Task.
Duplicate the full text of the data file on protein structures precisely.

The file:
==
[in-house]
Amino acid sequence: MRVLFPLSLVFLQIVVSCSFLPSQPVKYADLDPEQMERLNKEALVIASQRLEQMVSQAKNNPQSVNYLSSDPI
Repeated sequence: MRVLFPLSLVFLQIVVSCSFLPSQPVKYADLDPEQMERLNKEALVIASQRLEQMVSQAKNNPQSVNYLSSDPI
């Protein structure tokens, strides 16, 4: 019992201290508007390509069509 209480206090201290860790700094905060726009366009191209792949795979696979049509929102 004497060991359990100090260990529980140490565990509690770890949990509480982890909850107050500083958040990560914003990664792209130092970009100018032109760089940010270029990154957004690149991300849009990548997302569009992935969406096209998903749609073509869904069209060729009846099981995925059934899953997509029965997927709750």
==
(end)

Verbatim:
[in-house]
Amino acid sequence: MRVLFPLSLVFLQIVVSCSFLPSQPVKYADLDPEQMERLNKEALVIASQRLEQMVSQAKNNPQSVNYLSSDPI
Repeated sequence: MRVLFPLSLVFLQIVVSCSFLPSQPVKYADLDPEQMERLNKEALVIASQRLEQMVSQAKNNPQSVNYLSSDPI
């Protein structure tokens, strides 16, 4: 019992201290508007390509069509 209480206090201290860790700094905060726009366009191209792949795979696979049509929102 004497060991359990100090260990529980140490565990509690770890949990509480982890909850107050500083958040990560914003990664792209130092970009100018032109760089940010270029990154957004690149991300849009990548997302569009992935969406096209998903749609073509869904069209060729009846099981995925059934899953997509029965997927709750």